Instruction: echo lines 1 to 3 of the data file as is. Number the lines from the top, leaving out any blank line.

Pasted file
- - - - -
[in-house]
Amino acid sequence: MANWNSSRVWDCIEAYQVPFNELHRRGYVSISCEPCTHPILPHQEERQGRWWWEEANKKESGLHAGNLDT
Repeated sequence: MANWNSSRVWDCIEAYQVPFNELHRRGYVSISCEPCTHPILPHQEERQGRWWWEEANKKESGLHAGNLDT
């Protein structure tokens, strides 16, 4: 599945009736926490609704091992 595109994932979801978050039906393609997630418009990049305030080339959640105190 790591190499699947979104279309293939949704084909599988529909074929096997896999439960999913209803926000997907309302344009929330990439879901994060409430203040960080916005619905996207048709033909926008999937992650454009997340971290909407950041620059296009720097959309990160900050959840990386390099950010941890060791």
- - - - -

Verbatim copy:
[in-house]
Amino acid sequence: MANWNSSRVWDCIEAYQVPFNELHRRGYVSISCEPCTHPILPHQEERQGRWWWEEANKKESGLHAGNLDT
Repeated sequence: MANWNSSRVWDCIEAYQVPFNELHRRGYVSISCEPCTHPILPHQEERQGRWWWEEANKKESGLHAGNLDT